While you are waiting for your service mark to be approved, you can use the raised ℠ symbol. Once you have received your approval, you will be eligible to use the registered trademark symbol, ®. Upon approval, your certification will be good for a 10-year period.

What if My Service Mark Registration is Denied?

Unfortunately, your service mark registration may be denied. Should your service mark not meet the USPTO guidelines for registration, the organization will send you a letter detailing why your mark was denied and what you can do to rectify the situation. If the changes necessary for approval are minor and easily corrected, you may receive a phone call instead of an official letter.

Once a refusal letter has been sent, you have a period of six months from the mailing date to address any issues and resubmit your service mark. If you allow the six months to expire, your application will be voided and you will have to start the registration process again.

If you attempt to address the reasons for denial and fail to do so, the USPTO will give your registration a total refusal. At this point, you have the right to bring your registration before the Trademark Trial and Appeal Board. The Trademark Trial and Appeal Board will also handle any challenges that arise during the 30-day service mark publication period.

Protect Your Rights Through Registration

Now that you know more about the process of registering a service mark, it's important to examine a few of the reasons that service mark registration is so important.

Primarily, registering your service mark is important because it gives public notice that you are the sole owner of the mark and are the only one entitled to use it.

Being able to prove ownership of your service mark becomes crucial if your mark is ever infringed upon. When you've suffered service mark infringement, registration helps you to file a court claim against the offending party. Also, when you're involved in a service mark infringement lawsuit, having a registered service mark may entitle you to more monetary damages, as well as a more restrictive injunction against the defendant.

Registering your service mark can also be useful for expanding your business into international markets. If your business grows to the point that you're considering offering your services overseas, already possessing a registered service mark in the U.S. can make it easier for you to be approved for an international registration.

Reasons to Consider Service Mark Registration

There are countless reasons why you should consider service mark registration. Most importantly, service mark registration protects your intellectual property. Without registering your service mark, another business can offer the same service as yours, with the same branding, and you would have a very difficult time taking any legal action. However, when you possess your service mark registration, only your business will legally be allowed to use your mark.

Other top reasons to consider a service mark registration can include:

  • A service mark protects your rights

  • When you register, you can use the ® symbol

  • Receiving your service mark registration entitles you to advertise your service mark and grow your business' brand without the fear that another business will be able to profit from your work

Facts to Keep in Mind

Keep these facts in mind for a succesful application. First, use your mark early and often. The business that uses a mark first will be given approval. If another business uses your mark first, your application will fail. The other business will own your mark.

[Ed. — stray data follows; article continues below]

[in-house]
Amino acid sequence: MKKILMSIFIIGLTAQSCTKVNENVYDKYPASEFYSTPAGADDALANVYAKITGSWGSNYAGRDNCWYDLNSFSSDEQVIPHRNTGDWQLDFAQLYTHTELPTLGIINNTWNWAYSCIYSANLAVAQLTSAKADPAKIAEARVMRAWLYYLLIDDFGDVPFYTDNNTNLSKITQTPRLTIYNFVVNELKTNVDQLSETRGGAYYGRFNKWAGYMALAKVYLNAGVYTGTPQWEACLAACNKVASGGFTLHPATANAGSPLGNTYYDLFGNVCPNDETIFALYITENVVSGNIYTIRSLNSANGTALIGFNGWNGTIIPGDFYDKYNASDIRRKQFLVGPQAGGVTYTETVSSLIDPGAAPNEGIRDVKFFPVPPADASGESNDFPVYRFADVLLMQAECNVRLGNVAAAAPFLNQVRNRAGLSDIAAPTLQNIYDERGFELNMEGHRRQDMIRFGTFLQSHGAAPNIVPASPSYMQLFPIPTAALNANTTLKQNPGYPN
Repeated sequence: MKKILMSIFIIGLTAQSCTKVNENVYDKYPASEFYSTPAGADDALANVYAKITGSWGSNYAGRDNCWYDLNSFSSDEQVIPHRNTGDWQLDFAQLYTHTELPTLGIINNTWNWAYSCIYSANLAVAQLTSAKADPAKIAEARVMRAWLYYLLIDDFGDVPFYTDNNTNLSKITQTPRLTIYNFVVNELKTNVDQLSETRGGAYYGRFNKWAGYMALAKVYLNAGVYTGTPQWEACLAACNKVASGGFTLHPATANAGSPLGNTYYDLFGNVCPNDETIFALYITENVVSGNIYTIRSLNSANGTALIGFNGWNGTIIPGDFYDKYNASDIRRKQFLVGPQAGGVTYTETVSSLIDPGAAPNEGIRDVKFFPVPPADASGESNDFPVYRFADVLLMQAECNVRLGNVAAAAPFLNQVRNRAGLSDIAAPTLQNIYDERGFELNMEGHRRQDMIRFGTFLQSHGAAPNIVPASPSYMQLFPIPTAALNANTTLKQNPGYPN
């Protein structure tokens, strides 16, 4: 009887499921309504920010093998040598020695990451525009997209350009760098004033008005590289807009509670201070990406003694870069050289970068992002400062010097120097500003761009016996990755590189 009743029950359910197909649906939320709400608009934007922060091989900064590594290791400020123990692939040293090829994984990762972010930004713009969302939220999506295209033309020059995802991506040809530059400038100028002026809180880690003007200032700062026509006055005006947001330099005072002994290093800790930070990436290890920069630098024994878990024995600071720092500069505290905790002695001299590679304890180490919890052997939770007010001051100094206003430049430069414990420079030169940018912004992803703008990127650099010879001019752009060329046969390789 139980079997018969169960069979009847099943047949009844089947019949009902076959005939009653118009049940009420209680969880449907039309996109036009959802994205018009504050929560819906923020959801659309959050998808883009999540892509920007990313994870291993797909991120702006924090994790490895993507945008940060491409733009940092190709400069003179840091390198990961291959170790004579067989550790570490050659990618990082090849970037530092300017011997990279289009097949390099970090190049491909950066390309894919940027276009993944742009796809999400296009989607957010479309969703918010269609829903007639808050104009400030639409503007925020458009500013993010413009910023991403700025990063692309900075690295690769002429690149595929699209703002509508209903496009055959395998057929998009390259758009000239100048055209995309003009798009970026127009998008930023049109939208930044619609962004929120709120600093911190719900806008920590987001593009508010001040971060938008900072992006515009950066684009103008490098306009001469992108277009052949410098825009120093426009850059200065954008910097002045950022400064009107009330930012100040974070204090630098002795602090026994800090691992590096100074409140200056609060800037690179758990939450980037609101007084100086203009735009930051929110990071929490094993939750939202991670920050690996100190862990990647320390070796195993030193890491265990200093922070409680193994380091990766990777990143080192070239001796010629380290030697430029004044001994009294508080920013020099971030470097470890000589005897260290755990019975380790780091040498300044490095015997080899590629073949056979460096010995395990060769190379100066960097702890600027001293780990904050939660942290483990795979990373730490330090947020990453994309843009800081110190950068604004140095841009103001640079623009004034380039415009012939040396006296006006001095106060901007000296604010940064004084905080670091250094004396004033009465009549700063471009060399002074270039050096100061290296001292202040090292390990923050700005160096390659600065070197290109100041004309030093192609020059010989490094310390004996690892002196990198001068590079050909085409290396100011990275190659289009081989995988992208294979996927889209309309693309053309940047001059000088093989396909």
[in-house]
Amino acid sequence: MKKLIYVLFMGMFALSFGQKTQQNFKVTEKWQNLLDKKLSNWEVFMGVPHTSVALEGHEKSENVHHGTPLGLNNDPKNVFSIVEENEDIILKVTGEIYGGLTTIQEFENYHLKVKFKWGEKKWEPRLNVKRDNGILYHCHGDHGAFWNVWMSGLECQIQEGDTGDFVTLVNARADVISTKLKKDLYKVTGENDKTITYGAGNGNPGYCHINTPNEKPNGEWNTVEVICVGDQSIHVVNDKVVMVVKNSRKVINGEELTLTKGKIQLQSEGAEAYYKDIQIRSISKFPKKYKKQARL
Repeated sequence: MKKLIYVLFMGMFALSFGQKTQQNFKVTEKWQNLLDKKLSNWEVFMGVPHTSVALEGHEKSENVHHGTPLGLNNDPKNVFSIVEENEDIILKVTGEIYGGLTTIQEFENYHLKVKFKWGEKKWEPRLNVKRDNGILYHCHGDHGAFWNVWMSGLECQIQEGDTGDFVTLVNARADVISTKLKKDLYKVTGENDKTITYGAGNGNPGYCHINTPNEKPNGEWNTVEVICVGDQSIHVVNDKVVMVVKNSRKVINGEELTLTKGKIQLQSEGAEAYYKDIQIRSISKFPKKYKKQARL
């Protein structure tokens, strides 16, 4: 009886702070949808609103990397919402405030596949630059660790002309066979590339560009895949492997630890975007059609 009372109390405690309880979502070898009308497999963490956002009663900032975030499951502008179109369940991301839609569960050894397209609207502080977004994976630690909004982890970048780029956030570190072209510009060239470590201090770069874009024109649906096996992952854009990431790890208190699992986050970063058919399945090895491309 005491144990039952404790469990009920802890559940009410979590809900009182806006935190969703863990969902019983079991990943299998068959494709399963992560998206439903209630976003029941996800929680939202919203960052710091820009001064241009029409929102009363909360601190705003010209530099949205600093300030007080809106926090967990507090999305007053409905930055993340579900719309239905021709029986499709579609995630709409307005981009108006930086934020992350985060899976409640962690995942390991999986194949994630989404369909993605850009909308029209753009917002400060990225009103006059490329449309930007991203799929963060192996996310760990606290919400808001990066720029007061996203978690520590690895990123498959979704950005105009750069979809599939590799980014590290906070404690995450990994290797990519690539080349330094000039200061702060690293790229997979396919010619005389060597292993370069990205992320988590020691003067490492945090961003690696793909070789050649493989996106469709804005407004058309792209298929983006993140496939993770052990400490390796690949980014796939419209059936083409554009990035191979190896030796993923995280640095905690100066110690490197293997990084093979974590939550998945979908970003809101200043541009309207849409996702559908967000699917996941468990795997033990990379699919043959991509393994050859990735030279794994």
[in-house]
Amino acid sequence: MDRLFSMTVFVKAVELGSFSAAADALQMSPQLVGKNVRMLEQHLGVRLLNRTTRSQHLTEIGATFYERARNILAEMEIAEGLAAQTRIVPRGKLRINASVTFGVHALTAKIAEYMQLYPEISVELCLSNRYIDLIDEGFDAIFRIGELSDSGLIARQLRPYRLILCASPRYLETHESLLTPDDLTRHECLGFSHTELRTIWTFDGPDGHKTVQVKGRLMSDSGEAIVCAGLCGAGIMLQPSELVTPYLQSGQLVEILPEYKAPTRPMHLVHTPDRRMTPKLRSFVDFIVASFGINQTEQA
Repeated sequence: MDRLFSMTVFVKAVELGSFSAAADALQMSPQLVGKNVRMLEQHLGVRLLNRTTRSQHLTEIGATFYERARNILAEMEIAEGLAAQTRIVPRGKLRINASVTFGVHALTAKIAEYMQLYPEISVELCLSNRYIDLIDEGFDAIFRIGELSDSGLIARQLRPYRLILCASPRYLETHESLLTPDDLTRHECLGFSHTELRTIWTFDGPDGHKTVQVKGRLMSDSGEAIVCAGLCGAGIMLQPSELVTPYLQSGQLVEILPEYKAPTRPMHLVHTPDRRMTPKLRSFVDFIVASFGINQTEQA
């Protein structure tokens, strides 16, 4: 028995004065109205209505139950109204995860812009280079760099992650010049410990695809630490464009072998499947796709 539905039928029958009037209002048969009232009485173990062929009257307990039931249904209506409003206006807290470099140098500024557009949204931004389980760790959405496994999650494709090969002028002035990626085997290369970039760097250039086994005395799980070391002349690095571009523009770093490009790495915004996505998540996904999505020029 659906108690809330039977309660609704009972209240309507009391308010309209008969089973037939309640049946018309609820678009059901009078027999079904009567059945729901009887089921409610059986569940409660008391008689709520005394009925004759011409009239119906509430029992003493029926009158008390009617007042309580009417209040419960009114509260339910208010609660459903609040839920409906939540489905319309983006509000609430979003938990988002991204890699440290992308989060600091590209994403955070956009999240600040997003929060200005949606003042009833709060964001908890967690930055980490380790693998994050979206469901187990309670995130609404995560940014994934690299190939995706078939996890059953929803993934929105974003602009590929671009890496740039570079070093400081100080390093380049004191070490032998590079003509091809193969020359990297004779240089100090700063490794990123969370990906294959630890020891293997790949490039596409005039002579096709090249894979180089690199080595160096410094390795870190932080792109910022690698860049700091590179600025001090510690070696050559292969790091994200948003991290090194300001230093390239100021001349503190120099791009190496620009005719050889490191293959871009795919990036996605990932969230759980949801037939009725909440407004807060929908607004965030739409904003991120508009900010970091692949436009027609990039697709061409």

Second, don't wait to use your mark. You can sometimes use it before your registration has been approved. If you wait, another business may use your mark and become the owner. Using a mark protects your ownership.

Avoid These Mistakes

There are many mistakes to avoid when registering a service mark. If you stay clear of the following mistakes, your mark will likely be approved.

First, record your USPTO serial number. This will let you track the status of your case. You can use your number on the Trademark Applications and Registrations Retrieval website to track your registration.

Secondly, make your mark original and unique. Vague marks will not be approved. Xerox is a good example of a original service mark.

Thirdly, use your service mark regularly. Start using your service mark right away once it has been approved. If you stop using your mark for three years, you may lose it. Also, using your service mark makes it easier to resubmit.

Finally, be sure to protect your service mark. Never let another business use your service mark. If you don't defend your service mark, it may be cancelled. This means another business can claim it for itself.

Frequently Asked Questions

  • May I register a service mark that is similar to another business' trademark?

Sometimes, yes. If your business is in a different area, then you may be able to register your service mark. Also, you may register a mark if your business is different from the other business.

  • May I register a web address?

Yes. You can register your web address at the same time as your service mark. However, you must follow all the registration rules

  • What about legal issues?

Legal issues can happen when registering your service mark. If these issues occur, you will receive a letter from the government. These letters are called office action letters. The different types of office action letter include:

  • Priority Action: This letter tells you what you need to do for approval. You have six months to respond to this letter. After six months, your mark will be abandoned.
  • Office Action: An office action letter tells you your service mark status. It also lets you know why you might be denied.
  • Non-Final Office Action: You will get this letter after your mark is examined. It will explain any problems with the review.
  • Examiner's Amendment: This letter will be sent if you change your application. It is only a notification.
  • Final Office Action Letter: This letters means that your review is completed. Don't respond unless you need to change your mark in some way. You can also respond if you need to appeal a decision.
  • Suspension Letter: A suspension letter means your review is suspended. This happens when your application is not finished. No response is required.

Find Legal Help

The process of service mark registration can be lengthy and difficult. If you want to make sure your registration application is completed correctly and will be approved, or if you need assistance in appealing a rejected registration, you should post a job on the UpCounsel marketplace and hire one of the UpCounsel lawyers.

UpCounsel attorneys have the experience necessary to successfully register your service mark, ensuring that you will get the legal protection that registration provides. Additionally, pricing is some of the most competitive that you'll find, making an UpCounsel attorney the cost-effective choice for getting the legal help you need. You can post your job on UpCounsel today.